Keeva heard a funny joke

I hang out on parts of the Internet where people often post pictures of happy animals. All too often, someone will share a photo of their smiling pooch, and a viewer who wants to sound smart will feel obligated to add a comment like “dogs can’t smile.” Their arguments reduce to one of several claims:

Statement: They’re not smiling. They’re using the muscles in their face to pull the corners of their lips up.

Rebuttal: Yes, that’s how smiling works. You’ve just described the physical act of smiling.

Statement: Dogs do that to show fear or nervousness.

Rebuttal: Perhaps it can also mean that, but when my dog snuggles up against me and I gently pat her head, she’s not exactly terrified.

Statement: That’s an automatic response to scratching or patting them in specific places.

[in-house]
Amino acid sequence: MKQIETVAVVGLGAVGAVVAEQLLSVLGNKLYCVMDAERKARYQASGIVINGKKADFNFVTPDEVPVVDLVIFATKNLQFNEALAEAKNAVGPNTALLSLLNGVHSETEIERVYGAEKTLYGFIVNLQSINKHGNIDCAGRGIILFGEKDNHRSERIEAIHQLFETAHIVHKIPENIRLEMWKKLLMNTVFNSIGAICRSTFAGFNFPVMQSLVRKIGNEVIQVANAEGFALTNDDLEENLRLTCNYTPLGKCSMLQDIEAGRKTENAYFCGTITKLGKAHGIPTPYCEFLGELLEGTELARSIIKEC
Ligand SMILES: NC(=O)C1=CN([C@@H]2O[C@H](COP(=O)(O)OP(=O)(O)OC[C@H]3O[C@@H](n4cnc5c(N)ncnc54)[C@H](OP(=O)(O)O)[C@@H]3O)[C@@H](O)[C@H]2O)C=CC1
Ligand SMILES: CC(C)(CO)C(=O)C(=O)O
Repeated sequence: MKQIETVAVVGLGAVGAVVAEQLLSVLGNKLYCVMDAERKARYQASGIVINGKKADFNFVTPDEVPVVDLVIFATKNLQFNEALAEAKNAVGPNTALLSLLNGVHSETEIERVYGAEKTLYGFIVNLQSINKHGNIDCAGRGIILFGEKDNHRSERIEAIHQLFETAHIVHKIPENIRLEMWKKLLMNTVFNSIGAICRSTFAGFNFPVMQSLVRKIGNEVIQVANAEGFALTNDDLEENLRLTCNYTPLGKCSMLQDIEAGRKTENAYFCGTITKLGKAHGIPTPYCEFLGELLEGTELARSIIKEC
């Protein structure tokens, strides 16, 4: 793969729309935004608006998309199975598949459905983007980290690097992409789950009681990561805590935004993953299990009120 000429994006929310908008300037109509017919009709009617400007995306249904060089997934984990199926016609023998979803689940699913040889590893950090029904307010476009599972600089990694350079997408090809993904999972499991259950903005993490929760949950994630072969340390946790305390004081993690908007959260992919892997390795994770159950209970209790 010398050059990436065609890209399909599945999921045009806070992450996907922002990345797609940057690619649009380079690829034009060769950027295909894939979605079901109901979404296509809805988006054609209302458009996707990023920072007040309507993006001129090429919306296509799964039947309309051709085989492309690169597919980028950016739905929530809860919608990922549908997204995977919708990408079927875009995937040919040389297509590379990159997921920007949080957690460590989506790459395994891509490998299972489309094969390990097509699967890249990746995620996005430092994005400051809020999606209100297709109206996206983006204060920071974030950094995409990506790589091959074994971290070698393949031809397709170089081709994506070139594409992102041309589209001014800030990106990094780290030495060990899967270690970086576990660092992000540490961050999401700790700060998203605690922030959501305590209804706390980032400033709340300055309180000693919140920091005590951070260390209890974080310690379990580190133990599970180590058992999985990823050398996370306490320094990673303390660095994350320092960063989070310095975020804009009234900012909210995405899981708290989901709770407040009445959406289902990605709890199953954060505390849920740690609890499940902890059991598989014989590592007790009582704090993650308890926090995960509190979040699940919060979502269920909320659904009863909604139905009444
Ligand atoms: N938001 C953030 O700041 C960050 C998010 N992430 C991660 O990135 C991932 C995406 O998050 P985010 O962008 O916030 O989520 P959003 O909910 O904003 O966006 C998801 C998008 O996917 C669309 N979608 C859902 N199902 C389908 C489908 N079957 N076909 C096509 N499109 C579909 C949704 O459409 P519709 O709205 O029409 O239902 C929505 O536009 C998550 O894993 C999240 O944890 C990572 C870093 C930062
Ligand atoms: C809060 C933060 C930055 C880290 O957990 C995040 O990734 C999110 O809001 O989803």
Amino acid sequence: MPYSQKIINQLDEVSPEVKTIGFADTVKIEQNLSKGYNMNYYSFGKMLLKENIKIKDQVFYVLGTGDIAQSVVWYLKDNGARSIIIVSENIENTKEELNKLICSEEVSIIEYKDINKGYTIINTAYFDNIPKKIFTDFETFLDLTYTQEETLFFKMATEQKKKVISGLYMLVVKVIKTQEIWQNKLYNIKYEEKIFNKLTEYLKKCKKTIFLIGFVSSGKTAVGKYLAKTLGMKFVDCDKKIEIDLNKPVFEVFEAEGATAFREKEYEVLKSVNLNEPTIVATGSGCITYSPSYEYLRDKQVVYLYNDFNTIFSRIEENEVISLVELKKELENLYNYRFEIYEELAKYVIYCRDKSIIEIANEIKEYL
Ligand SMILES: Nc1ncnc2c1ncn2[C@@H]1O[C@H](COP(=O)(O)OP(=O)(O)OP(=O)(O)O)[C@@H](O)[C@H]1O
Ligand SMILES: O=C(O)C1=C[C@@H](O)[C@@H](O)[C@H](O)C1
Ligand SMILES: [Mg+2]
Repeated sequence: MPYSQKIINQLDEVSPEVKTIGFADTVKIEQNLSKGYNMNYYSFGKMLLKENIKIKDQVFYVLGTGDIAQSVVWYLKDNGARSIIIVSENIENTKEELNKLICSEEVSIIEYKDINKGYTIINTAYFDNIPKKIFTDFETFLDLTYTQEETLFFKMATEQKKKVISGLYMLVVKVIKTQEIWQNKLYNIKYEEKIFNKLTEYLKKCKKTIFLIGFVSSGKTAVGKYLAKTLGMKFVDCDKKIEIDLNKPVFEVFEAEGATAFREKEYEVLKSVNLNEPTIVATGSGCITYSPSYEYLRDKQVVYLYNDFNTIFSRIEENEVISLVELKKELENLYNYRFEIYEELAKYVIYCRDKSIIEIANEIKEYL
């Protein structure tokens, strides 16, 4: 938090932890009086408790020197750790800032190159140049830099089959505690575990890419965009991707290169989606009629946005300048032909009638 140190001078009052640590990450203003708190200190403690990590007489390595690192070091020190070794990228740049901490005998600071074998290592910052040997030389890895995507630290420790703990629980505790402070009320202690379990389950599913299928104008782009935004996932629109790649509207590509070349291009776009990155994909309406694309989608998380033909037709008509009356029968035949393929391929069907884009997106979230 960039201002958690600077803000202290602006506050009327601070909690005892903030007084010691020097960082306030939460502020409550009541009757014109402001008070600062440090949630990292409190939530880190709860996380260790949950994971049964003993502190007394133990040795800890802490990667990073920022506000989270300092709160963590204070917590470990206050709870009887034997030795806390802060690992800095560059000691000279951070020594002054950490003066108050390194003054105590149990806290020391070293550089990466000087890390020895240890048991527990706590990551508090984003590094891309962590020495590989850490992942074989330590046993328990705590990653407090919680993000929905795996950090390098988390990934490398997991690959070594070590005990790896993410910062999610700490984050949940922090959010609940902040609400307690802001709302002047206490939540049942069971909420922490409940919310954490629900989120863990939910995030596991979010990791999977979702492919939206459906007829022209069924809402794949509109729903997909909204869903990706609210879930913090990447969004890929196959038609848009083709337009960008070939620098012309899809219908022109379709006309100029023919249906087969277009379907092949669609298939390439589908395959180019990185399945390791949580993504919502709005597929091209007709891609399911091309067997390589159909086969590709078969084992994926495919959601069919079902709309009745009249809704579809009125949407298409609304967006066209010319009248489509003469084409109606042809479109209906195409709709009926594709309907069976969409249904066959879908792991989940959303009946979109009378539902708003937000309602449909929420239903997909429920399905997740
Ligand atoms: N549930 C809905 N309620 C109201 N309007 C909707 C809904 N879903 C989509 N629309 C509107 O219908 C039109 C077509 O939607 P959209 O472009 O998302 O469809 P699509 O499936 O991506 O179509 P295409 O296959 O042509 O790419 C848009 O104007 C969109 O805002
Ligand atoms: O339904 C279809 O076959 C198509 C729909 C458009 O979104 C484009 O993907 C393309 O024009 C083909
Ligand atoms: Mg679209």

Rebuttal: When I scratch those spots, it feels good and they smile. Got it.

To most dog owners, the notion that a dog can’t smile is as laughable as telling a cat owner that their fuzzy pets can’t purr. They can. Lots of happy dogs do this all the time. And while cats can be notoriously finicky, dogs can be thrilled when you say their name or look at them. We’ve bred them for thousands of years to be friendly and sociable. The smile-doubters have somehow never managed to make a dog — a dog! — happy to have them around.

I pity those people but also distrust them. What does every dog in their life know about them that we don’t?